Abstract We present an extension of the π I-calculus with formal sums of terms. The study of the properties of this sum reveals that its neutral element can be used to make as-sumptions about the behaviour of the environment of a pro-cess. Furthermore, the formal sum appears as a fundamen-tal construct that can be used to decompose both internal and external choice. From these observations, we derive an enriched calculus that enjoys a confluent reduction which preserves the testing semantics of processes. This system is shown to be strongly normalising for terms without repli-cation, and the study of its normal forms provides a fully abstract trace semantics for testing of π I processes.
1. Introduction The point of this paper is to define a meaningful notion of normalisation for process calculi. Normalisation is not an obvious idea in the context of concurrency because of the non-determinism that is present in most process calculi, and it makes it crucial to distinguish two related notions for term languages: execution , which is a relation that describes the intended dynamics of a term considered as a program in a given model of computation, and evaluation , which is a relation that preserves the computational meaning of terms while simplifying them (in some sense). In the λ -calculus, the standard notion of evaluation is β -reduction, which is confluent and strongly normalising for typed terms, while execution refers to particular evaluation strategies, or particular abstract machines. In the π -calculus, the dynamics of terms is usually given either as a labelled transition system or as a reduction relation up to some struc-tural congruence; we refer to the latter form as execution, since it represents the way a process actually runs. A problem in the search for semantics for processes is that there is no related notion of evaluation. For instance, Work supported by the French ANR project “Choco”.
1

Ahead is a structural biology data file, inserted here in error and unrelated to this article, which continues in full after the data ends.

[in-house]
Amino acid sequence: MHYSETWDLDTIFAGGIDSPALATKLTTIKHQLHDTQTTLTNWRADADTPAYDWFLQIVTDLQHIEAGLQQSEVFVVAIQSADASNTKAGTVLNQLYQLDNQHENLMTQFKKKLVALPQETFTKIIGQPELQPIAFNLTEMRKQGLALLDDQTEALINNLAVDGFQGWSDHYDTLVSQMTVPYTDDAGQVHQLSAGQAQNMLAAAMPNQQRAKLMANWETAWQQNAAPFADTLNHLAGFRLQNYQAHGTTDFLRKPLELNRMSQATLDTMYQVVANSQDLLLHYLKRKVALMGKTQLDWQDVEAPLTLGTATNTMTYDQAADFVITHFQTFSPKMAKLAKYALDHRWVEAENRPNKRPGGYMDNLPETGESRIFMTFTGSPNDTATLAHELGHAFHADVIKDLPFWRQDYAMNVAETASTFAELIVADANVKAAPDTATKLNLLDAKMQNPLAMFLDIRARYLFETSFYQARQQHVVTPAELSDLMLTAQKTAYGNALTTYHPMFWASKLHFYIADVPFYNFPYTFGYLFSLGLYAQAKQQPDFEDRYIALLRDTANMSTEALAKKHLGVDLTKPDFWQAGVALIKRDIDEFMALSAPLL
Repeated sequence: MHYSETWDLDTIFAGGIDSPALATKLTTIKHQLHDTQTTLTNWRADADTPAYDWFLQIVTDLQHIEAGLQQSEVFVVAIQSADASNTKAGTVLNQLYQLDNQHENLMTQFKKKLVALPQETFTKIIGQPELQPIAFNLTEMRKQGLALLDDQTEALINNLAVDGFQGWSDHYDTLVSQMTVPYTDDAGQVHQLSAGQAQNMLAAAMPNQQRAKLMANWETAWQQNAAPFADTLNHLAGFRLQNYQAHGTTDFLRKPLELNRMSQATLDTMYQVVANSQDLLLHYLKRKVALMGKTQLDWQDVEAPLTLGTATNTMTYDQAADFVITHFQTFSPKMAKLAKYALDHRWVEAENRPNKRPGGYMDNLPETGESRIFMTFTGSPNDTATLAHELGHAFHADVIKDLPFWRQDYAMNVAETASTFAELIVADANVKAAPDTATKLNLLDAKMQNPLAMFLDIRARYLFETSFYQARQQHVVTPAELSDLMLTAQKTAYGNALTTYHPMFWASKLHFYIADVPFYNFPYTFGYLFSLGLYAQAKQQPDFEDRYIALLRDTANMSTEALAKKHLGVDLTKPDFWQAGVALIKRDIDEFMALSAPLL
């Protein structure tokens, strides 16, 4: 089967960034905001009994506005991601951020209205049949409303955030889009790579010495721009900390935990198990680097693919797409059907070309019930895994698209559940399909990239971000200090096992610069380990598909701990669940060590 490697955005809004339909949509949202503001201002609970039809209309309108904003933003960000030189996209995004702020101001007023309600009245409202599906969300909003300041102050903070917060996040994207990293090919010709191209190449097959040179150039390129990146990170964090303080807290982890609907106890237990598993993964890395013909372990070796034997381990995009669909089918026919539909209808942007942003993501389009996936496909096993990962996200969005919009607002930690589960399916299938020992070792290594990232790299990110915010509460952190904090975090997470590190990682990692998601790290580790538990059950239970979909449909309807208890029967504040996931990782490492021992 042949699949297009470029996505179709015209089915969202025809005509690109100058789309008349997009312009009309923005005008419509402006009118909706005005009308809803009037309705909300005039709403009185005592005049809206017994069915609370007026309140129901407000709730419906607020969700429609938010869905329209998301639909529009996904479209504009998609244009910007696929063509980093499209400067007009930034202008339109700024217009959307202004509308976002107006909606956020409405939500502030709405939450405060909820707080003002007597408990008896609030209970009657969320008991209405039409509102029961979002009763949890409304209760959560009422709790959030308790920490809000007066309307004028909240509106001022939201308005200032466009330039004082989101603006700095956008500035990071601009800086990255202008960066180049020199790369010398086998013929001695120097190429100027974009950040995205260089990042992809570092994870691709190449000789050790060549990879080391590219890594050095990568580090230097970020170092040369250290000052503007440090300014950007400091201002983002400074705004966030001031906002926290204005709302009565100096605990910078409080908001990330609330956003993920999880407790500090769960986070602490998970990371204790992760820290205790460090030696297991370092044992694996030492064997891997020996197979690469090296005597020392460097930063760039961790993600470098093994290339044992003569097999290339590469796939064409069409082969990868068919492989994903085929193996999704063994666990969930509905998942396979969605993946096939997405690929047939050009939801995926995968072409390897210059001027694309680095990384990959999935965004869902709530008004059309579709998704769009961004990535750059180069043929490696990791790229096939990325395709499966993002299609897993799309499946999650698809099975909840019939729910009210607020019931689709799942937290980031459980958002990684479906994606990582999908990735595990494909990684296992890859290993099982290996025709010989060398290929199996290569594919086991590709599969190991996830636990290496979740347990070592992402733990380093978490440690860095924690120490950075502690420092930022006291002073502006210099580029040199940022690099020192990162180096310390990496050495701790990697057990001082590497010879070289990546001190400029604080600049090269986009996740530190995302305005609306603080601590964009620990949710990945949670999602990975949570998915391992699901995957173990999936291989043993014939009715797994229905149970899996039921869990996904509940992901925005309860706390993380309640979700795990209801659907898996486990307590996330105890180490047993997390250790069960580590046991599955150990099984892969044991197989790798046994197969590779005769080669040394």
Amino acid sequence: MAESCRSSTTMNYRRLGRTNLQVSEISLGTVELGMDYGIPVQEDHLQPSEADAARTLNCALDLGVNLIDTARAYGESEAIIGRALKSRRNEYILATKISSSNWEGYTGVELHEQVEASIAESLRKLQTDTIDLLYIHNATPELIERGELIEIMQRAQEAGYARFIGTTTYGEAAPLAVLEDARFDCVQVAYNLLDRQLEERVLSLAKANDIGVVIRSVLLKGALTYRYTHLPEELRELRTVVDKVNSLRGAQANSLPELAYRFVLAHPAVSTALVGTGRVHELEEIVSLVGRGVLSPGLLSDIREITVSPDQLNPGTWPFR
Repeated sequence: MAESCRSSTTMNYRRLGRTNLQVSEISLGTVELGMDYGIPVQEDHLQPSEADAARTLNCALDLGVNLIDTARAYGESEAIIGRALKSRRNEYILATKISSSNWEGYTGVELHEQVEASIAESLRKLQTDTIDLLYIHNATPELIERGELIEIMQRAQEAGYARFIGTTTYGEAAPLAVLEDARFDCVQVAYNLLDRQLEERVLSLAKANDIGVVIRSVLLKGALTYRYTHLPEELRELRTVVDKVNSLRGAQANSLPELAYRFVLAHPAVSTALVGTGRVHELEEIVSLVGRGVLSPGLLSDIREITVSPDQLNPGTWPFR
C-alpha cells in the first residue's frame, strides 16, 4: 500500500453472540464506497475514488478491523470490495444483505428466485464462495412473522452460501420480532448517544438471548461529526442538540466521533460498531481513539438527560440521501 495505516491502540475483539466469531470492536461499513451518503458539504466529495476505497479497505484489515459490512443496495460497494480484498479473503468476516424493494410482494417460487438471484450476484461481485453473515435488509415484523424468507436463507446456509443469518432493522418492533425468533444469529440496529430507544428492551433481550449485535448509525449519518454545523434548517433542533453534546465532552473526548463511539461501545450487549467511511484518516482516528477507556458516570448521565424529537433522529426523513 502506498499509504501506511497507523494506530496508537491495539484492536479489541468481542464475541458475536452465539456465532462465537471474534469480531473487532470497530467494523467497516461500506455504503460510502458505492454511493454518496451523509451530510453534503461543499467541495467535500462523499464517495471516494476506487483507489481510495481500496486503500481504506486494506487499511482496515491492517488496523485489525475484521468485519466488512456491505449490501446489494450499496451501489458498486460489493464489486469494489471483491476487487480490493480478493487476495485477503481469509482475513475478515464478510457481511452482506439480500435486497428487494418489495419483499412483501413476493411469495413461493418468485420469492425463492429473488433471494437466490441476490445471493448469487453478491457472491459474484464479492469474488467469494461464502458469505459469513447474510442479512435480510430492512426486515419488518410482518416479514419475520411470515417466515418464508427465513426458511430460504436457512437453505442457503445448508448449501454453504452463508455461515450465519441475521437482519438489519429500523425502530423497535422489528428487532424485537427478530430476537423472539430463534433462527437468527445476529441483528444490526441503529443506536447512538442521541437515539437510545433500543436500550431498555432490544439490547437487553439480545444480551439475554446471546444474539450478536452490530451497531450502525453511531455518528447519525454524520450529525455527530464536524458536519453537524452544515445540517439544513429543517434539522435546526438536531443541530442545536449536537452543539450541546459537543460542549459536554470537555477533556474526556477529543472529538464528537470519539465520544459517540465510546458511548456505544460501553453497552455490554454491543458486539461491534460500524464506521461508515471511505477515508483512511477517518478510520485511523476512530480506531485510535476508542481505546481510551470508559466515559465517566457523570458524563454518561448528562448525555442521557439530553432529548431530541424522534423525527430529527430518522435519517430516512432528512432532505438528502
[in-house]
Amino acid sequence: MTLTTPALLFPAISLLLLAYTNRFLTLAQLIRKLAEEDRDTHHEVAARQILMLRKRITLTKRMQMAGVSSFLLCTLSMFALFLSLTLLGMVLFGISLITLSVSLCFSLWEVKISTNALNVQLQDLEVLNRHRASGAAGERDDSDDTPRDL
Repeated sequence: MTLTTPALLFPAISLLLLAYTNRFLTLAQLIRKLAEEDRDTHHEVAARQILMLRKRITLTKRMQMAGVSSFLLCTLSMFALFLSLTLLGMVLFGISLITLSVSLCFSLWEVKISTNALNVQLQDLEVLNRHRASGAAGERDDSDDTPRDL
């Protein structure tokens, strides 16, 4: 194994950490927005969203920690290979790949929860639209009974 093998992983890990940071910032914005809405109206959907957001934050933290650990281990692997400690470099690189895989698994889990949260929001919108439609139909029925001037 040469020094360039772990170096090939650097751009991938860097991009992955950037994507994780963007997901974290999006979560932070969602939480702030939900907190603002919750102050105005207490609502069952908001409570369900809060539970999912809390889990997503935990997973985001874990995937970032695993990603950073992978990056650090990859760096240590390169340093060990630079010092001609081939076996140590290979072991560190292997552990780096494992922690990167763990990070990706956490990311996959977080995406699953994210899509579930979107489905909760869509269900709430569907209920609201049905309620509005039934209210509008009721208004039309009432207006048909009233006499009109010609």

consider the most straightforward case of non-determinism: p : = ( ν a )( a . p 1 | a . p 2 | a ¯ ). This process obviously has two pos-sible reductions: p p 1 and p p 2 , assuming a does not occur in p 1 or p 2 . We cannot say that the value of p is that of p 1 or p 2 , since this would either lose information about p or imply that p 1 and p 2 have the same value; the most we can say is that the value of p is “either that of p 1 or that of p 2 ”. This cannot be expressed in general in the language of processes, therefore we introduce in the language a formal sum, so that we can formally get the equation p = p 1 + p 2 . This sum has pleasant properties like bilinearity of par-allel composition (i.e. ( p + q ) | r = p | r + q | r ) and linearity of hiding and even prefixes. However, the real gain in ex-pressiveness comes when considering the neutral element of this sum, that we will write 0. This element has to satisfy the equation p | 0 = 0, which is unusual in a process cal-culus. As we will see, it has a meaningful interpretation in terms of testing semantics, where an occurrence of 0 at top level means success. Moreover, a study of the properties of 0 shows that standard actions are not actually linear, since α. 0 , 0, but rather a ne, and we can extract a notion of purely linear action that does satisfy the rule α ˆ . 0 = 0. The introduction of 0 and linear actions provides enough expres-siveness so that we can define for our calculus a system of reduction rules that is normalising and preserves the testing semantics. Contributions After recalling the syntax and operational semantics of the π I-calculus, in section 3 we define the al-gebraic π I-calculus and provide intuition on the meaning of the new constructs. Execution is presented in two equiva-lent forms, namely as a reduction up to structural congru-ence, and as a labelled transition system, and the definition of fair testing is deduced. In section 4, we introduce the system of evaluation rules over processes and we prove its soundness with respect to the fair testing semantics. Exam-ples show that these rules can be used to e ectively compute process equivalences. In section 5 we prove that this sys-tem is locally confluent and that it is strongly normalising for terms without replication, and in section 6 we study the